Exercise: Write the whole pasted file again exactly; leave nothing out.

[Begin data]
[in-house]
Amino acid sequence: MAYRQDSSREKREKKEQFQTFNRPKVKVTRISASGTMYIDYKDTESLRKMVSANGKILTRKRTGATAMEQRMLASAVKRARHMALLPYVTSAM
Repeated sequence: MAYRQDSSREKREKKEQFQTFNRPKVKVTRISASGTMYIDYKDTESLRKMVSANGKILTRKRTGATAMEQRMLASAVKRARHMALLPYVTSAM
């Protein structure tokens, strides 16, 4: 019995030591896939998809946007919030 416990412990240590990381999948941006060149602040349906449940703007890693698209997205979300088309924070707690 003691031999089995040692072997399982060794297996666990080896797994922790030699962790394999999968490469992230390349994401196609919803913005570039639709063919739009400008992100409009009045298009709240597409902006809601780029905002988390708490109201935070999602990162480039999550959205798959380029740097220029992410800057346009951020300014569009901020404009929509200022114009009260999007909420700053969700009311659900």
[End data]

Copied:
[in-house]
Amino acid sequence: MAYRQDSSREKREKKEQFQTFNRPKVKVTRISASGTMYIDYKDTESLRKMVSANGKILTRKRTGATAMEQRMLASAVKRARHMALLPYVTSAM
Repeated sequence: MAYRQDSSREKREKKEQFQTFNRPKVKVTRISASGTMYIDYKDTESLRKMVSANGKILTRKRTGATAMEQRMLASAVKRARHMALLPYVTSAM
């Protein structure tokens, strides 16, 4: 019995030591896939998809946007919030 416990412990240590990381999948941006060149602040349906449940703007890693698209997205979300088309924070707690 003691031999089995040692072997399982060794297996666990080896797994922790030699962790394999999968490469992230390349994401196609919803913005570039639709063919739009400008992100409009009045298009709240597409902006809601780029905002988390708490109201935070999602990162480039999550959205798959380029740097220029992410800057346009951020300014569009901020404009929509200022114009009260999007909420700053969700009311659900």